So do you think your taxes are too high? You go to the February, March or April hearing- which is usually a pretty informal affair - and explain your reasoning as to why the assessment should be reduced to the Board Members (there may be someone from the Assessors nearby to correct an error or review) but unless there is a true error –square footage/condition/wrong use/ or an obvious mistake then the Board will probably pass and not change any figure. Then you have to decide is it worth the fight? Meaning appeal to the Superior Court!
Keep in mind that the mill rate set annually by each town has no bearing on the assessment appeal, except that its rate (mill rate) multiplied times the Assessment are the taxes. If you have paid the full tax, you can request a refund as part of your appeal, plus ask for costs and interest. For instance, if there are several similar residential properties assessed much lower than your residential property, it may be worth challenging. If your commercial property assessment seems too high or appears to be excessive then you have to decide whether or not to challenge. The best time to challenge an assessment is at the beginning of the 5 year revaluation period since the assessment, unless there are changes to the property, stays the same & all the valuation computing is based on that October date.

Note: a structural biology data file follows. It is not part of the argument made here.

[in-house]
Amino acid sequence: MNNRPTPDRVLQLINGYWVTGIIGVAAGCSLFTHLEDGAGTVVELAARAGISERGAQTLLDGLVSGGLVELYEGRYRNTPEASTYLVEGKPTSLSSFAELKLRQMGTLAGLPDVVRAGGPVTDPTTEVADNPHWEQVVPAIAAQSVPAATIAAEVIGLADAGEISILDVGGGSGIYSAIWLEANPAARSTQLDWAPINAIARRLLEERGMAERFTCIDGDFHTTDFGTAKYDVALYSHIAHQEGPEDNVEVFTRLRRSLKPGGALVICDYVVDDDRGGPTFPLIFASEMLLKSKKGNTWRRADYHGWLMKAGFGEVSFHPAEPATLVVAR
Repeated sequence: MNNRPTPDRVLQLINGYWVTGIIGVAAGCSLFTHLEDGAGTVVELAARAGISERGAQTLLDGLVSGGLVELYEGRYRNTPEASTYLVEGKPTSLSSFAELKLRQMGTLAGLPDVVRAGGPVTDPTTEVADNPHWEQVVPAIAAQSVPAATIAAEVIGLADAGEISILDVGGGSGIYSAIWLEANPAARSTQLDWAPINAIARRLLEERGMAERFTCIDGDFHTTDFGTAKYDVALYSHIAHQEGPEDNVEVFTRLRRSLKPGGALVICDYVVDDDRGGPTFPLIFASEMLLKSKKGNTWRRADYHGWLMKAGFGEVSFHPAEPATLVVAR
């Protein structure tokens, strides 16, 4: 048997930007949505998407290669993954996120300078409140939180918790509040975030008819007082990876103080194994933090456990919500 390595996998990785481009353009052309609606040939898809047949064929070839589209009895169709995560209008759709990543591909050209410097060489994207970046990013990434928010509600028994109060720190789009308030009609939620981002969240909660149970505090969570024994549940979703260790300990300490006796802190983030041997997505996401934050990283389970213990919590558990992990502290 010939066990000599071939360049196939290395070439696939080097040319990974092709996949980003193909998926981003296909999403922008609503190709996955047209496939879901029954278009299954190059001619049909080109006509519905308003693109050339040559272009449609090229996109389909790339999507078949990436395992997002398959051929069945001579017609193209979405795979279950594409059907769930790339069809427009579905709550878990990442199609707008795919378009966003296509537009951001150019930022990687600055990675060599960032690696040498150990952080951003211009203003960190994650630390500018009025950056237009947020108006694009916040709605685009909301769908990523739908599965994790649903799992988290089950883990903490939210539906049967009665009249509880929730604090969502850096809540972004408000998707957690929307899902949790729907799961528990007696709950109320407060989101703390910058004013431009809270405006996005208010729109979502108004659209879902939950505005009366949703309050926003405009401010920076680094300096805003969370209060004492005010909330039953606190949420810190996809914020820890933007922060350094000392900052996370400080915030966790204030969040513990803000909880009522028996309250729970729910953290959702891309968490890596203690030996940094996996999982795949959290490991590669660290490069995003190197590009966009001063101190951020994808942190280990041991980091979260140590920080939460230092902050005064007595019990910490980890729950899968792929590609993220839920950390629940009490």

Now after the Board returns their paperwork to you indicating no change in the assessment, you will have another 60 days to file a suit to challenge the findings. Obviously, this is a suit which can get costly. However, if you have an appraiser which can support your contention of over assessment, the only way left to reduce the assessment is for the taxpayer to file a suit. As with all suits, there are filing fees, legal fees, and court time to get it to a pretrial, and at the pretrial there should be an appraiser there who has pretty much completed a summary appraisal report based on the date in question going back to the October date of revaluation . There are 2 judges in the state taxation court in New Britain where these cases are heard and they will try to work out a compromise between the parties. Most likely the town or city Assessor will appear with their corporation counsel and perhaps a member of staff or a member of the revaluation company. Going to the pretrial without an appraisal known as an ad valorem report will make it much harder to equitably resolve the case. A trial of course will significantly increase your cost, especially with expert testimony needed. In most cases, the court will also require post trial briefs outlining each party’s argument. Because trials can be expensive, a taxpayer must evaluate the cost as at that point may not be worth the additional money and efforts. Resolving the case in pre-trial in this appraiser’s opinion might lead to a more satisfactory solution and compromise of efforts, time and money.
So think 2-20- 17 – Monday, February 20th NOW and make your decision, REMEMBER, YOU MUST file the request to first make the appointment so you can present your position on the assessment. Without the Board of Tax Appeals appointment, you cannot proceed to a further appeal.
PROTECT YOUR RIGHTS, PLEASE CONSULT A QUALIFIED APPRAISER AND AN Experienced ATTORNEY FOR REVIEW AND ADVICE!
www.marcgottesdiener.com Hartford’s Real Estate Counselor 877-HERES-HE lp
The content of this memorandum is not to be considered legal advice and the reader is encouraged to seek independent legal advice from a licensed Connecticut attorney.